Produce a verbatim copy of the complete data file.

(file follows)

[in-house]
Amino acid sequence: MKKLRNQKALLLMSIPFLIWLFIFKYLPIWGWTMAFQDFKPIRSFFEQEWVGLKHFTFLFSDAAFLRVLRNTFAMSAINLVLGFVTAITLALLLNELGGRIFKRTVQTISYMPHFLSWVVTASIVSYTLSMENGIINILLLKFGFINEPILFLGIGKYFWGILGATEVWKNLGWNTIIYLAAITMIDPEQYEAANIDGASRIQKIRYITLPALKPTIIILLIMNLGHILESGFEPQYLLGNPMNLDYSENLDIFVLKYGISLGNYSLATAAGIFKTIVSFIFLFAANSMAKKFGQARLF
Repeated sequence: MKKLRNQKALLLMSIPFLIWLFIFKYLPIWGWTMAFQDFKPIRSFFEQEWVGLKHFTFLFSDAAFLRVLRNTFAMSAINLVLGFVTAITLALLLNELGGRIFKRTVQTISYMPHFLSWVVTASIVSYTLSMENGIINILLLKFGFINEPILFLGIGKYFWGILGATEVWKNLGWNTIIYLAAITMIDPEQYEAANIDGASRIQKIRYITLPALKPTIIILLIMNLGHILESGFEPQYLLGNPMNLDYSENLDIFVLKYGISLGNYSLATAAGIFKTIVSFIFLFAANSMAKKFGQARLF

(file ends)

[in-house]
Amino acid sequence: MKKLRNQKALLLMSIPFLIWLFIFKYLPIWGWTMAFQDFKPIRSFFEQEWVGLKHFTFLFSDAAFLRVLRNTFAMSAINLVLGFVTAITLALLLNELGGRIFKRTVQTISYMPHFLSWVVTASIVSYTLSMENGIINILLLKFGFINEPILFLGIGKYFWGILGATEVWKNLGWNTIIYLAAITMIDPEQYEAANIDGASRIQKIRYITLPALKPTIIILLIMNLGHILESGFEPQYLLGNPMNLDYSENLDIFVLKYGISLGNYSLATAAGIFKTIVSFIFLFAANSMAKKFGQARLF
Repeated sequence: MKKLRNQKALLLMSIPFLIWLFIFKYLPIWGWTMAFQDFKPIRSFFEQEWVGLKHFTFLFSDAAFLRVLRNTFAMSAINLVLGFVTAITLALLLNELGGRIFKRTVQTISYMPHFLSWVVTASIVSYTLSMENGIINILLLKFGFINEPILFLGIGKYFWGILGATEVWKNLGWNTIIYLAAITMIDPEQYEAANIDGASRIQKIRYITLPALKPTIIILLIMNLGHILESGFEPQYLLGNPMNLDYSENLDIFVLKYGISLGNYSLATAAGIFKTIVSFIFLFAANSMAKKFGQARLF